=head1 NAME

Declare::Constraints::Simple - Declarative Validation of Data Structures

=cut

package Declare::Constraints::Simple;
use warnings;
use strict;

use base 'Declare::Constraints::Simple::Library::Exportable';

our $VERSION = 0.03;

=head1 SYNOPSIS

  use Declare::Constraints::Simple-All;

  my $profile = IsHashRef(
                    -keys   => HasLength,
                    -values => IsArrayRef( IsObject ));

  my $result1 = $profile->(undef);
  print $result1->message, "\n";    # 'Not a HashRef'

  my $result2 = $profile->({foo => [23]});

  print $result2->message, "\n";    # 'Not an Object'

  print $result2->path, "\n";       
                    # 'IsHashRef[val foo].IsArrayRef[0].IsObject'

=head1 DESCRIPTION

The main purpose of this module is to provide an easy way to build a
profile to validate a data structure. It does this by giving you a set of
declarative keywords in the importing namespace.

=head1 USAGE

This is just a brief intro. For details read the documents mentioned in
L<SEE ALSO>.

=head2 Constraint Import

  use Declare::Constraints::Simple-All;

The above command imports all constraint generators in the library into
the current namespace. If you want only a selection, use C<only>:

  use Declare::Constraints::Simple
      Only => qw(IsInt Matches And);

You can find all constraints (and constraint-like generators, like
operators. In fact, C<And> above is an operator. They're both implemented
equally, so the distinction is a merely philosophical one) documented in
the L<Declare::Constraints::Simple::Library> pod. In that document you
will also find the exact parameters for their usage, so this here is just
a brief Intro and not a coverage of all possibilities.

=head2 Building a Profile

You can use these constraints by building a tree that describes what data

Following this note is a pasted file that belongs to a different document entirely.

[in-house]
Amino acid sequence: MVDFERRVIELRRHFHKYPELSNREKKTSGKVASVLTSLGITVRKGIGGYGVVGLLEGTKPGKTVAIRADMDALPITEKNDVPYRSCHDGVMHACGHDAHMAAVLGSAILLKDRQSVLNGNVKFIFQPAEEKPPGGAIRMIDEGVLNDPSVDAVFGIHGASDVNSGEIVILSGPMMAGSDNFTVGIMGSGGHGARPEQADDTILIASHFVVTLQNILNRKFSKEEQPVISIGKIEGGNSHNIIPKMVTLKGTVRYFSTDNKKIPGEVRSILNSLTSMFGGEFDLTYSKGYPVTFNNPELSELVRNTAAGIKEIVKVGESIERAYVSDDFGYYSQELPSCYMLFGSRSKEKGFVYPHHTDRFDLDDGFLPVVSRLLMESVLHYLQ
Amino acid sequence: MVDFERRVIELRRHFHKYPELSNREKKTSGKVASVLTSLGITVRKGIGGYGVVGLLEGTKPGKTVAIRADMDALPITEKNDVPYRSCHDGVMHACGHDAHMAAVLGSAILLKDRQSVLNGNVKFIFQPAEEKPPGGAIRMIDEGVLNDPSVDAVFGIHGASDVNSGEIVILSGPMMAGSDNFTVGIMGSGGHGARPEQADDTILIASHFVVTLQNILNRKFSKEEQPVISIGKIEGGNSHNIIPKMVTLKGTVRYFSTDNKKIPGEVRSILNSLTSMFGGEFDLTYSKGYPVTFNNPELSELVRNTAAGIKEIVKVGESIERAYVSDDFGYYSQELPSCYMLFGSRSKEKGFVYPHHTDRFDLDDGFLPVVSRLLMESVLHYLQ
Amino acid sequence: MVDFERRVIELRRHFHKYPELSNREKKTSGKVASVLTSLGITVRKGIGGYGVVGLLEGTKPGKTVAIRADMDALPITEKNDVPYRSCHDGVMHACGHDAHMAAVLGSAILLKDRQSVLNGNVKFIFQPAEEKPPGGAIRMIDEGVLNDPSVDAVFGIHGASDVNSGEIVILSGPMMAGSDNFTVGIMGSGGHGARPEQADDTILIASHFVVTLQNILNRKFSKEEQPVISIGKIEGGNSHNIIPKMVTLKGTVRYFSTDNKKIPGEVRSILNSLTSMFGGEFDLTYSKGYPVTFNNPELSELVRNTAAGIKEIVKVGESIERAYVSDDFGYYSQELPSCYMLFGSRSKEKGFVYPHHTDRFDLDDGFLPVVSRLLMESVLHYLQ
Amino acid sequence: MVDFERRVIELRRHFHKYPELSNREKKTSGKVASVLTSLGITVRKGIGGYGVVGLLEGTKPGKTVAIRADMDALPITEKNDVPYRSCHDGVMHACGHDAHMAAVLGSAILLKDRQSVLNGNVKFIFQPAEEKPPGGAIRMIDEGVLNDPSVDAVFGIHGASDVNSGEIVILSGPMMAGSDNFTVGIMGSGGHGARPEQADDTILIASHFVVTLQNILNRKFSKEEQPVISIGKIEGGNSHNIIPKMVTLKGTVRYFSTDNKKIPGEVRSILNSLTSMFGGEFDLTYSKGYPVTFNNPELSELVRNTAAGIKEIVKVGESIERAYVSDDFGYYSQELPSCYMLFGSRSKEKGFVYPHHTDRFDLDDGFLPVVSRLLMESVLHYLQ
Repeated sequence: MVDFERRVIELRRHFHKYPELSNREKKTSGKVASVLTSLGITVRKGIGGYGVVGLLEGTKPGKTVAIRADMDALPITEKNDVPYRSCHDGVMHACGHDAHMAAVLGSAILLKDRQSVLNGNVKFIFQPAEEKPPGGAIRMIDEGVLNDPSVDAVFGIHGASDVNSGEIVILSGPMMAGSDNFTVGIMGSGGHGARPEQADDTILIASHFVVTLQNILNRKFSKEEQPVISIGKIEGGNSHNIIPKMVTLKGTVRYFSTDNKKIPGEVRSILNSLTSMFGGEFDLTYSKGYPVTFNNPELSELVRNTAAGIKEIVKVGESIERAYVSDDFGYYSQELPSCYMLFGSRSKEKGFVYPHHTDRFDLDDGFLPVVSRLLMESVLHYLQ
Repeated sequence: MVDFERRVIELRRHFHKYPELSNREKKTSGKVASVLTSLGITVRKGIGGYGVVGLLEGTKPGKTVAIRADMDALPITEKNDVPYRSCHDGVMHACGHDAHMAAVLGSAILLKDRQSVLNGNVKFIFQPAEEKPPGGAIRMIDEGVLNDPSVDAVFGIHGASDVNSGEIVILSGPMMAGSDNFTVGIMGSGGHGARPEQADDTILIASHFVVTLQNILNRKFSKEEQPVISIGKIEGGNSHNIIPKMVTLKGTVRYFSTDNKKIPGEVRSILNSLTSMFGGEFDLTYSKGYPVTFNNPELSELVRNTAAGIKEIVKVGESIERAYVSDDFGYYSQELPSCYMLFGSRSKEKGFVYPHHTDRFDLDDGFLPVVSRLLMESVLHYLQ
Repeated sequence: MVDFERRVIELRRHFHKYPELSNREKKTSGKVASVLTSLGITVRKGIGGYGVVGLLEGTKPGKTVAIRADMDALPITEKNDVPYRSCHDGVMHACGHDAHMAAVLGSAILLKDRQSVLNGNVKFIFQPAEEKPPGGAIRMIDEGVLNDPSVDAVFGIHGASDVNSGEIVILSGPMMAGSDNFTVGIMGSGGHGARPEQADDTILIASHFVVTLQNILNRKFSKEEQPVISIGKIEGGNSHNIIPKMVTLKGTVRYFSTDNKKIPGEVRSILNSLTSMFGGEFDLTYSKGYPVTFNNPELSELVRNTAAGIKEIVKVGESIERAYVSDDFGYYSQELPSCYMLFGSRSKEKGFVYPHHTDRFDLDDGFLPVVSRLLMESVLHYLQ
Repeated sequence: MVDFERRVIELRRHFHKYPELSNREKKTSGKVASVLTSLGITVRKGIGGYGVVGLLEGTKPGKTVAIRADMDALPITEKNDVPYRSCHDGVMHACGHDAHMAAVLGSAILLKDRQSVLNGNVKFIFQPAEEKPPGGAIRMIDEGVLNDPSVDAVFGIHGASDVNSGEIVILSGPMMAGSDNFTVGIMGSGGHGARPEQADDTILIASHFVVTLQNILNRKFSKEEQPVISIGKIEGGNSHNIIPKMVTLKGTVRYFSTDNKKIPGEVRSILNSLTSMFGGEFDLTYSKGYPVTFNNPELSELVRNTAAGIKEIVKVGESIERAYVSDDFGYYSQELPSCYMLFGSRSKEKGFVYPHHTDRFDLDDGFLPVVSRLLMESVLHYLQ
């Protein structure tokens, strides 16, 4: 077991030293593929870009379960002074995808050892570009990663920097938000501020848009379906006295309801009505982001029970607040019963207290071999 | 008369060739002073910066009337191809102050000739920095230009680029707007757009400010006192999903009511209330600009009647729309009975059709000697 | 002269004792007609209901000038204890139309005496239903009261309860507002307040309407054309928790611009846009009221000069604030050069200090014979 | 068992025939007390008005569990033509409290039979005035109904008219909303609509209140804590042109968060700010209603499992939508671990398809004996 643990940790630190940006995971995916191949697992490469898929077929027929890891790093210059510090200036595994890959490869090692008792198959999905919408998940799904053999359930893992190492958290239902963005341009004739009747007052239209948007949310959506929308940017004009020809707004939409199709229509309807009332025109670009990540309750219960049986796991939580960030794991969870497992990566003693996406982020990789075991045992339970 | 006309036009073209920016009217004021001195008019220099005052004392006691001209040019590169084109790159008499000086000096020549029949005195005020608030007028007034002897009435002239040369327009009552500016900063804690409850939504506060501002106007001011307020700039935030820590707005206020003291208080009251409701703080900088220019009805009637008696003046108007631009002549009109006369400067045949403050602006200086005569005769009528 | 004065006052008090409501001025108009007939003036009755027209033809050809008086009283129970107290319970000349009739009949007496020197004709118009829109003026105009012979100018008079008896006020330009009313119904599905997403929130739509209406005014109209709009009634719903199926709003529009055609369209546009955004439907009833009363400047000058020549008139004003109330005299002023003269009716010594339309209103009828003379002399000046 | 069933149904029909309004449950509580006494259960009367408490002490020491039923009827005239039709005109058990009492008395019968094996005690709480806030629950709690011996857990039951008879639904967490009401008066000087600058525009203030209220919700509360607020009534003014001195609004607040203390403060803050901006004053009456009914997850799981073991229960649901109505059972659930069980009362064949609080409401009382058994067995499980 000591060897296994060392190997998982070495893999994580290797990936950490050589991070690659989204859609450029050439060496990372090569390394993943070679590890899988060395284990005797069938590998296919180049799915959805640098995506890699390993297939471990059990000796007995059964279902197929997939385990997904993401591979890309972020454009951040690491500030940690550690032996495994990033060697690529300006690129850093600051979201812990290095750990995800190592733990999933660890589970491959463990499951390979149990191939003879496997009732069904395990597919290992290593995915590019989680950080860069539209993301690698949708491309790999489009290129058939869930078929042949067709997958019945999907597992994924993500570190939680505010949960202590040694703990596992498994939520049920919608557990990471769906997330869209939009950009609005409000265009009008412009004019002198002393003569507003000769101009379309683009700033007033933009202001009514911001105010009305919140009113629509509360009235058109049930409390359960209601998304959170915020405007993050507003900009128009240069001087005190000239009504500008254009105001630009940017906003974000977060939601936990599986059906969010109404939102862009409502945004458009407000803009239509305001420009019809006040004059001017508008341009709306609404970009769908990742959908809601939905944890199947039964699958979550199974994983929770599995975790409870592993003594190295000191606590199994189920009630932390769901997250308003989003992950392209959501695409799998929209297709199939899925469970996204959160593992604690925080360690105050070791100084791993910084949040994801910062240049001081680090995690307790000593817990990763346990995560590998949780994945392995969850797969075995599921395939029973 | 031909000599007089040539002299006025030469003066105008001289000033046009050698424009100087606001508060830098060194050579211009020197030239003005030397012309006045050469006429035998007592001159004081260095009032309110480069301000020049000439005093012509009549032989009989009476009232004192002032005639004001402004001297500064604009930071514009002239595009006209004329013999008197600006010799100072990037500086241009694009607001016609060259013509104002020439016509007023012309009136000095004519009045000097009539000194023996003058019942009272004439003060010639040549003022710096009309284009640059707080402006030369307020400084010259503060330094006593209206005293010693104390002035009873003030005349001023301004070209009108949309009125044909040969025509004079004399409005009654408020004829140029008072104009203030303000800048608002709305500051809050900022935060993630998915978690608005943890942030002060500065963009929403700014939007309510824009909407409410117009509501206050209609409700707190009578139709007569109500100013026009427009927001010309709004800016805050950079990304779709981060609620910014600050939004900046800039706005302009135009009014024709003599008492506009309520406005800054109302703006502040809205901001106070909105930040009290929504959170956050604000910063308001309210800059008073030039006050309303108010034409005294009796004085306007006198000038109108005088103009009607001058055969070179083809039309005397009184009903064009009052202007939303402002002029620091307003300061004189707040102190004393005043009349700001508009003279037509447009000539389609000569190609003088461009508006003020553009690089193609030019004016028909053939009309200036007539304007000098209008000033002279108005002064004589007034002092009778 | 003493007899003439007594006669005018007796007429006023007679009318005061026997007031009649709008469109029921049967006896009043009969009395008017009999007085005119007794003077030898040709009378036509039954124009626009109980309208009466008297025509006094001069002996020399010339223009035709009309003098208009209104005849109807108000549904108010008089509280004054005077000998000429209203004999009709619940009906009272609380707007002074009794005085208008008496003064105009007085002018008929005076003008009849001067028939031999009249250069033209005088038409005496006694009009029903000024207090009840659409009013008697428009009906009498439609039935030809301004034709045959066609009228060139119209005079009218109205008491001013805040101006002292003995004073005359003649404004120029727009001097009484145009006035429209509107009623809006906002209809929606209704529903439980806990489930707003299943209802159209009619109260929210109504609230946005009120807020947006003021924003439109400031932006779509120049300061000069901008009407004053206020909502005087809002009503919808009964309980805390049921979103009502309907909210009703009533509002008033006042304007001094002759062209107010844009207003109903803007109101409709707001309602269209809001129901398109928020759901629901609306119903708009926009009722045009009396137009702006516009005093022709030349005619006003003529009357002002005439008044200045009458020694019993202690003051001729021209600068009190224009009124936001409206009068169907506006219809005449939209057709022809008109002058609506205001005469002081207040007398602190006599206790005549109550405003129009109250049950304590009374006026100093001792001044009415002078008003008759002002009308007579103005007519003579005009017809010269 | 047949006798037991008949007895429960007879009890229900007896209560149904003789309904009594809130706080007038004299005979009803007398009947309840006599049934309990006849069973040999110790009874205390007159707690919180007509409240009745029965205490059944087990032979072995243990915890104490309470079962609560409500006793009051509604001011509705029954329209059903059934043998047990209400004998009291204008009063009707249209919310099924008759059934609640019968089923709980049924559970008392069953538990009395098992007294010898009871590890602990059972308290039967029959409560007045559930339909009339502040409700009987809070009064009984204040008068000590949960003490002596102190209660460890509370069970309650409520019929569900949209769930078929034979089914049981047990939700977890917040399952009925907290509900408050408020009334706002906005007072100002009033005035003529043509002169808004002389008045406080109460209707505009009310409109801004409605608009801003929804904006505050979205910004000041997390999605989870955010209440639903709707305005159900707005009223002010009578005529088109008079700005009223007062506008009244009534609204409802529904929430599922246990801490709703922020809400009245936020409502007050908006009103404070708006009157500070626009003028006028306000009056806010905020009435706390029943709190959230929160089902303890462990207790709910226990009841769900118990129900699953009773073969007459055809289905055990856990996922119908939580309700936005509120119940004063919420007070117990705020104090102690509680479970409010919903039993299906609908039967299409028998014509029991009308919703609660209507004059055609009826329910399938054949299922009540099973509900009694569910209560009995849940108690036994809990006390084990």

structure you expect. Every constraint can be used as sub-constraint, as
parent, if it accepts other constraints, or stand-alone. If you'd just 
say

  my $check = IsInt;
  print "yes!\n" if $check->(23);

it will work too. This also allows predefining tree segments, and nesting
them:

  my $id_to_objects = IsArrayRef(IsObject);

Here C<$id_to_objects> would give it's OK on an array reference 
containing a list of objects. But what if we now decide that we actually 
want a hashref containing two lists of objects? Behold:

  my $object_lists = 
    IsHashRef( HasAllKeys( qw(good bad) ),
               OnHashKeys( good => $id_to_objects,
                           bad  => $id_to_objects ));

As you can see, constraints like C<IsArrayRef> and C<IsHashRef> allow you
to apply constraints to their keys and values. With this, you can step
down in the data structure.

=head2 Applying a Profile to a Data Structure

Constraints return just code references that can be applied to one value
(and only one value) like this:

  my $result = $object_lists->($value);

After this call C<$result> contains a
L<Declare::Constraints::Simple::Result> object. The first think one wants
to know is if the validation succeeded:

  if ($result->is_valid) { ... }

This is pretty straight forward. To shorten things the result object also
L<overload>s it's C<bool>ean context. This means you can alternatively
just say

  if ($result) { ... }

However, if the result indicates a invalid data structure, we have a few
options to find out what went wrong. There's a human parsable message in
the C<message> accessor. You can override these by forcing it to a